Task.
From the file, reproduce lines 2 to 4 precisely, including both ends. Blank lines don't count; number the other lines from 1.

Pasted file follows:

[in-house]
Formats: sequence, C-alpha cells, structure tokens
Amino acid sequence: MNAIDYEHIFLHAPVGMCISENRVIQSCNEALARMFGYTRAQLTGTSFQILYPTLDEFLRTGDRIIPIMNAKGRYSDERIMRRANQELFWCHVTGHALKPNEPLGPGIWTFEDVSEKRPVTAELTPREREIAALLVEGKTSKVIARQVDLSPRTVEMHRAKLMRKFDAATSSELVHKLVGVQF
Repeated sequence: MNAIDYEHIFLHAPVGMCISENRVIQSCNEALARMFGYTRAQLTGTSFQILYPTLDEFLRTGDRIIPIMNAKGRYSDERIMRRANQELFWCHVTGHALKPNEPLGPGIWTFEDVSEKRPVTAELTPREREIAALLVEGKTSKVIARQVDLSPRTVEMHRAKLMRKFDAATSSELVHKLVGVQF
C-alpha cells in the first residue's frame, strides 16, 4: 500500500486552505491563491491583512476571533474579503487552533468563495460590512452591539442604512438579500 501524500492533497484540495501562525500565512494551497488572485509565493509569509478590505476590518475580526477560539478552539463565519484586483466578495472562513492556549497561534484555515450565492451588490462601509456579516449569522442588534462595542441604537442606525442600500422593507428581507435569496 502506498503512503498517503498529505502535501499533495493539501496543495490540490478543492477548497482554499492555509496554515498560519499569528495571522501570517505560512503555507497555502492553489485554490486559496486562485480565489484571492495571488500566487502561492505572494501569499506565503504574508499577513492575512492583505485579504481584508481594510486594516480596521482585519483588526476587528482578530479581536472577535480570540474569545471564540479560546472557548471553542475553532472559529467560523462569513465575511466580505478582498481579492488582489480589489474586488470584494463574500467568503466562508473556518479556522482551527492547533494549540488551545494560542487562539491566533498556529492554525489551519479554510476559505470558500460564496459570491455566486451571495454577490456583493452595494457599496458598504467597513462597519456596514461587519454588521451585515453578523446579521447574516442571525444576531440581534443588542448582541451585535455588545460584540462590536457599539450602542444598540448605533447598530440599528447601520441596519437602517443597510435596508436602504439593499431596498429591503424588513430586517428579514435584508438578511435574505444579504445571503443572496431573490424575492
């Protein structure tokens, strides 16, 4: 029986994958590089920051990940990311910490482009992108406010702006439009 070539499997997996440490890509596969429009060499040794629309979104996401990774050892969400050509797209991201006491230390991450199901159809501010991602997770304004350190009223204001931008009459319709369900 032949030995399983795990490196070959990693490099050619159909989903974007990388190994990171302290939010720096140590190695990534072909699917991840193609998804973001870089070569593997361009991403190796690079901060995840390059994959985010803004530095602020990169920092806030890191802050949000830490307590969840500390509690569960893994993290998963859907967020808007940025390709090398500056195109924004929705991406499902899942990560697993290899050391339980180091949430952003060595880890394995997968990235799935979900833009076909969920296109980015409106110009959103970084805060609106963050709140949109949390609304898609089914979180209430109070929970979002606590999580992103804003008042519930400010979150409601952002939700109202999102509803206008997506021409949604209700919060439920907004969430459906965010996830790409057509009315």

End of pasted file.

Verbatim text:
Formats: sequence, C-alpha cells, structure tokens
Amino acid sequence: MNAIDYEHIFLHAPVGMCISENRVIQSCNEALARMFGYTRAQLTGTSFQILYPTLDEFLRTGDRIIPIMNAKGRYSDERIMRRANQELFWCHVTGHALKPNEPLGPGIWTFEDVSEKRPVTAELTPREREIAALLVEGKTSKVIARQVDLSPRTVEMHRAKLMRKFDAATSSELVHKLVGVQF
Repeated sequence: MNAIDYEHIFLHAPVGMCISENRVIQSCNEALARMFGYTRAQLTGTSFQILYPTLDEFLRTGDRIIPIMNAKGRYSDERIMRRANQELFWCHVTGHALKPNEPLGPGIWTFEDVSEKRPVTAELTPREREIAALLVEGKTSKVIARQVDLSPRTVEMHRAKLMRKFDAATSSELVHKLVGVQF